From: Reaney, P H, (ed. Wilson, R M), 1997, Oxford Dictionary of English Surnames, 3rd ed., OUP, Oxford, unless otherwise stated.
Earliest in Andrew’s Kindred: Mary Heape, born about 1723, Measham, Derbyshire.
I was drawn to this by the frivolousness. Heep is a variant and there is the wonderfully named Uriah Heep, the obsequious character in Charles Dickens’ David Copperfield.
It appears the name is from Hepe, Roxburghshire, Scotland.
Earliest in Andrew’s Kindred: Ann Hewitt, born about 1825, Tamworth, Staffordshire.
There are two roots:
1. A personal name from Scotland, Wales and England with the root huet, related to Hugh or Huw.
2. A resident of a clearing where trees had been cut down.
Earliest in Andrew’s Kindred: John Hines, born about 1830, Alrewas, Staffordshire.
From Middle English hine, hind, servant.
Hodgkins / Hotchkis
Earliest in Andrew’s Kindred: Samuel Hodgkins, born about 1819, Shenstone, Staffordshire; Edward Francis Hotchkis, father of Sarah Hotchkis, baptised 30 Apr 1738 Wentnor, Shropshire.
The kin of Hodge, a pet form of Roger.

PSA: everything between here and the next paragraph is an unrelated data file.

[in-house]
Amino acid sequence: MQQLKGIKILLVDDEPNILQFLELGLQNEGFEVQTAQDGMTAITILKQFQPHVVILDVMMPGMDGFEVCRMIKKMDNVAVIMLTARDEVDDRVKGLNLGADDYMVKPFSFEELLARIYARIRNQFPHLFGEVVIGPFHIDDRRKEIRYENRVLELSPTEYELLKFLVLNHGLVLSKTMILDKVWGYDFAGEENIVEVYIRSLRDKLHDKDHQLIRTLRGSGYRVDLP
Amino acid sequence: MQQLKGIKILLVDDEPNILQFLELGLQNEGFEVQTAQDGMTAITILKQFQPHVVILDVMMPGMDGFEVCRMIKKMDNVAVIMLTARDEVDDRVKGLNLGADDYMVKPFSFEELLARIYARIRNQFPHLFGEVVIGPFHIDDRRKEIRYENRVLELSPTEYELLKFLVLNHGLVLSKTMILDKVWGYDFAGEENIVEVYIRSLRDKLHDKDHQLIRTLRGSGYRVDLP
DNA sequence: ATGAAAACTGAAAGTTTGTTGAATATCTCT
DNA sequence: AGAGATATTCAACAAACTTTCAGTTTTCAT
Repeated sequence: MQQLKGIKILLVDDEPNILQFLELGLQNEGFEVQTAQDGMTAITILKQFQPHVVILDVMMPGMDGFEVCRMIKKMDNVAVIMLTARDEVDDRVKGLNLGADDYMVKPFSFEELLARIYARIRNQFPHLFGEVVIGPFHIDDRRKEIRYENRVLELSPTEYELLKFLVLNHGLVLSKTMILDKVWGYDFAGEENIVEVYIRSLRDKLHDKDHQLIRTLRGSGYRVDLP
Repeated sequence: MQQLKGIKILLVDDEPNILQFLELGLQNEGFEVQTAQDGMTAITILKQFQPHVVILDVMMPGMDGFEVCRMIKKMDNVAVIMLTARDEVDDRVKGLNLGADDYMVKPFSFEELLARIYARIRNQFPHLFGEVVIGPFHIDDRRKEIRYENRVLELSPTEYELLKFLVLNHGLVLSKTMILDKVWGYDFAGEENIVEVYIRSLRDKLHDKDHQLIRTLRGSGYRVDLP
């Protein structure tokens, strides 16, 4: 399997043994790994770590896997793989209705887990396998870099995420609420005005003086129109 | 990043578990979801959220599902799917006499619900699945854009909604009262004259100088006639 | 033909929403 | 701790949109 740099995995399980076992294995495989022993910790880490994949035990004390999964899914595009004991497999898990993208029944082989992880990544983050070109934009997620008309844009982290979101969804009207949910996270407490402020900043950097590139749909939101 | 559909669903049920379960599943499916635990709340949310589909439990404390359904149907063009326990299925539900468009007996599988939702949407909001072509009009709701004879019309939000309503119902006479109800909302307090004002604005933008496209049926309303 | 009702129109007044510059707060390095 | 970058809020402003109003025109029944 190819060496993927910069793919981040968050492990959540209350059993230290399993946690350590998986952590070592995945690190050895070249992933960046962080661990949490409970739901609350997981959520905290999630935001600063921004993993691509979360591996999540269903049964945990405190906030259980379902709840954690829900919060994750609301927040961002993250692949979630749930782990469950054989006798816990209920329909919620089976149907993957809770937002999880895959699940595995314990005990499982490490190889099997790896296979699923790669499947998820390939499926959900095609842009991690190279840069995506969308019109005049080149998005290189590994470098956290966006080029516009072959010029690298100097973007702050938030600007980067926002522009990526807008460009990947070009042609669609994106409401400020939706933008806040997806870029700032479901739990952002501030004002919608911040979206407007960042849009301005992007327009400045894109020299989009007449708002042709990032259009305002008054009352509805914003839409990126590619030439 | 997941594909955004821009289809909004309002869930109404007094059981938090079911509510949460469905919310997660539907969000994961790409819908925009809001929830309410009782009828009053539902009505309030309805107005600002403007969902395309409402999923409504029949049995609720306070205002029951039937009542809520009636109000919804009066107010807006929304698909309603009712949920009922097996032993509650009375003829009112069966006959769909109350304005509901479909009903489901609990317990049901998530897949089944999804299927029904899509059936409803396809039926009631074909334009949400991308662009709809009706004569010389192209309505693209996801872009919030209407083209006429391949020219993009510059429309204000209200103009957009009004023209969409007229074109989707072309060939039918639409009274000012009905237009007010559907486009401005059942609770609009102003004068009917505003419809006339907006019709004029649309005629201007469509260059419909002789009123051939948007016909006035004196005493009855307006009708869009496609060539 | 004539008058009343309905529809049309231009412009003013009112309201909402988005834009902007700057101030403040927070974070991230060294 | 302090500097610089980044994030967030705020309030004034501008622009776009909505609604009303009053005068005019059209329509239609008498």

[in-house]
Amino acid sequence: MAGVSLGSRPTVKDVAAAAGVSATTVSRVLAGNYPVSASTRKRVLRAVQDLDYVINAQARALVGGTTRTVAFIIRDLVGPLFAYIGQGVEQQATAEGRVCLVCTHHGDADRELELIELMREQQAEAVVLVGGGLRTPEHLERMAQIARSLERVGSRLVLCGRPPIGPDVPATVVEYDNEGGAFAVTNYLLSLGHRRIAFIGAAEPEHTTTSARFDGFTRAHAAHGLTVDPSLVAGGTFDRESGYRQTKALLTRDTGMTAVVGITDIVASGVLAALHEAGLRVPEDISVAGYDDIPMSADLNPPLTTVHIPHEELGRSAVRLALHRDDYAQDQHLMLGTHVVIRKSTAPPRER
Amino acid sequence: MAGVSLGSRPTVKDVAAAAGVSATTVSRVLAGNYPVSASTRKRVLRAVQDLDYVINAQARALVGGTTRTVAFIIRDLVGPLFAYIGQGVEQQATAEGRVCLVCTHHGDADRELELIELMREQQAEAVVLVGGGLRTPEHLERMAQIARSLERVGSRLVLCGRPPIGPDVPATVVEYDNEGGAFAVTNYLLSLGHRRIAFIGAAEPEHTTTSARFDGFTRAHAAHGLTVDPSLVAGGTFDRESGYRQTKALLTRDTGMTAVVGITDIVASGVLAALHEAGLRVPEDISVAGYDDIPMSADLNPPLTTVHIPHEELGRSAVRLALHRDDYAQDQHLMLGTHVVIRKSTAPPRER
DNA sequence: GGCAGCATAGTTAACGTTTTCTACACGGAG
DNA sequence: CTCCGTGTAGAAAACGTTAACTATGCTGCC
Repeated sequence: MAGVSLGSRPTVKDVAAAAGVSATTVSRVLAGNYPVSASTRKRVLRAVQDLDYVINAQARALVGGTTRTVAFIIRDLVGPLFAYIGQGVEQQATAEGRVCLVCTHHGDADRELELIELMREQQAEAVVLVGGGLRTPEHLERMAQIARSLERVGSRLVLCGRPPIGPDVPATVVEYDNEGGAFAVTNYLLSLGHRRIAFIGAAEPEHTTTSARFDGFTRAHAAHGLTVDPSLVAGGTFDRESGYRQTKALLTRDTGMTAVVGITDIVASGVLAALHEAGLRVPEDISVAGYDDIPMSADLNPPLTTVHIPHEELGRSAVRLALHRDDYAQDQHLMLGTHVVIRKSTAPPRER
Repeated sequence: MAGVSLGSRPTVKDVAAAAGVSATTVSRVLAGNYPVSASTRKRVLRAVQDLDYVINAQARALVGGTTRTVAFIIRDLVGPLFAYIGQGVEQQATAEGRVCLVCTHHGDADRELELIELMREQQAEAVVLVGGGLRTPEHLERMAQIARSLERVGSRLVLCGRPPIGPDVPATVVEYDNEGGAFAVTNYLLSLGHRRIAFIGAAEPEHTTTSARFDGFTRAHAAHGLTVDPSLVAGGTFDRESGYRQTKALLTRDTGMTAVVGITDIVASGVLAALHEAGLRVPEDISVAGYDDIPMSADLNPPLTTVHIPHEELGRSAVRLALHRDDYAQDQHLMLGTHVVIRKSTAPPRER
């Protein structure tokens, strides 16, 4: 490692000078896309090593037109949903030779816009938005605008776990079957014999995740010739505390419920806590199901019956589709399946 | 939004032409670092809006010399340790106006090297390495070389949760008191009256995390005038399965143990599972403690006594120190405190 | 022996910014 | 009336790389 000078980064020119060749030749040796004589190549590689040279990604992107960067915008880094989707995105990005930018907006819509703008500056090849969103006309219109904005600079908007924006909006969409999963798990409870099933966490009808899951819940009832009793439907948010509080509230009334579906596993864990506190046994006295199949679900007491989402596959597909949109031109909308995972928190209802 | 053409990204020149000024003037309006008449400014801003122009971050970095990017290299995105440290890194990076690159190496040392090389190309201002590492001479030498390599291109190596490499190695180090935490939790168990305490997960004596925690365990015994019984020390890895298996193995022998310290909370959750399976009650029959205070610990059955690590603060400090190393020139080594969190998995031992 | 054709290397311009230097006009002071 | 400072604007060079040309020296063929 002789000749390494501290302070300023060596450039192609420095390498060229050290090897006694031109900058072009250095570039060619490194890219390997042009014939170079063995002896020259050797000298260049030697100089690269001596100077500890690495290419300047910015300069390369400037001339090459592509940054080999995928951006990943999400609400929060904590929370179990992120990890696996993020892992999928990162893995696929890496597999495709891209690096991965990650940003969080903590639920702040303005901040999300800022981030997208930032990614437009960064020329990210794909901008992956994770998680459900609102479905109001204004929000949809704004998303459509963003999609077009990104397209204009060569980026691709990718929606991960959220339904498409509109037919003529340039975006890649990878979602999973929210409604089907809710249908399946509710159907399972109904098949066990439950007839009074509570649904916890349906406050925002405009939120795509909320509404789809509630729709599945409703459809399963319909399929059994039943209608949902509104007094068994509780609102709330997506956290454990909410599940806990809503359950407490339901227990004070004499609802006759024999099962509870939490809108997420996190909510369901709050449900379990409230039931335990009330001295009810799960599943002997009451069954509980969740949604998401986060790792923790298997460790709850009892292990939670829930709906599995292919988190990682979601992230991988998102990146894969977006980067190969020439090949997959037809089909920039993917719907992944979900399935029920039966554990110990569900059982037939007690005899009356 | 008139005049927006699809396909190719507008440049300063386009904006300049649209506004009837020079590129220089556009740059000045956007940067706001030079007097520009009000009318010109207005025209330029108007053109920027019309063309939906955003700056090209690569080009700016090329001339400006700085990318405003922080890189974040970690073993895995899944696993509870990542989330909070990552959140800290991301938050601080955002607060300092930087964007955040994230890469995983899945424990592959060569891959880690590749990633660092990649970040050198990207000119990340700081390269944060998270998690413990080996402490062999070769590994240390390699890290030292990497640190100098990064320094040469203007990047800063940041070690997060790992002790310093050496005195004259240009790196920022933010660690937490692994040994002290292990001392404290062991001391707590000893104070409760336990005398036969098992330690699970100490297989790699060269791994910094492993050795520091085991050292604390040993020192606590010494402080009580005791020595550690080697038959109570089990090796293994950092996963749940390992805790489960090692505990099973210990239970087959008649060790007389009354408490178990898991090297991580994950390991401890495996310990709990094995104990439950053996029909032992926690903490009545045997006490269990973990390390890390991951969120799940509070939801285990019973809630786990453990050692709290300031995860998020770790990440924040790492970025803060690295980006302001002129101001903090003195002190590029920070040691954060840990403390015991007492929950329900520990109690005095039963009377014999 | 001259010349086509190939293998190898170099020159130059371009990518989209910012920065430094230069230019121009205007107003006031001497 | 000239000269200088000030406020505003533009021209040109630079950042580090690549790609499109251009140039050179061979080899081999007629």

Earliest in Andrew’s Kindred: Charles Hogg, father of Thomas Hogg, born about 1715, Measham, Derbyshire.
From old English hogg, pig, swineherd.
Earliest in Andrew’s Kindred: Thomas Holmes, father of Jemima Holmes, born about 1810, Wychnor, Staffordshire.
There is some suggestion online that there is a relationship to the Irish Mac Thomáis, but there is no clear connection that I can see, so I will discount that.
Reaney puts forward under Holmer and Homer dweller by a holly bush, from Old English holen, Middle English holm, or on flat land near water, from Middle English holm, Old Norse holmr. There are many places, especially in north and eastern England with names including holm or holme and the names given, Holmar, Holmare and Holmere, seem to suggest water. I suggest this is the most likely.
Earliest in Andrew’s Kindred: Thomas Howdall, father of John Howdall, baptised 29 Jan 1731, Hemingbrough, Yorkshire.
There seems to be no information about this surname. It is most frequent in Yorkshire.
I can see this being a contraction of hough + dell or hough + dale. The Oxford English Dictionary of British Place Names Hough is associated with a ‘ridge or spur of land’. It also describes Howden, near to Barmby on the Marsh as ‘valley by the headland or spit of land’. Perhaps hough-dell or howdale is the right direction?
Tantalisingly, FamilySearch (FS) has a baptism of John Howdall, 25 January 1731, Hemingbrough, surely the right person. Is the spelling evidence of the morphology of the name?
In addition, FS has Yorkshire baptisms in the 1600s with surnames Howdel, Howdell, Houdel, Howdall, and Howdaile. None of these can be related with any certainty, but I think I am on the right lines with origin.
Earliest in Andrew’s Kindred: William Hyde, father of John Hyde, baptised 30 May 1769, Staffordshire.
From someone who owned a hide of land, traditionally about 120 acres (about 48 hectares).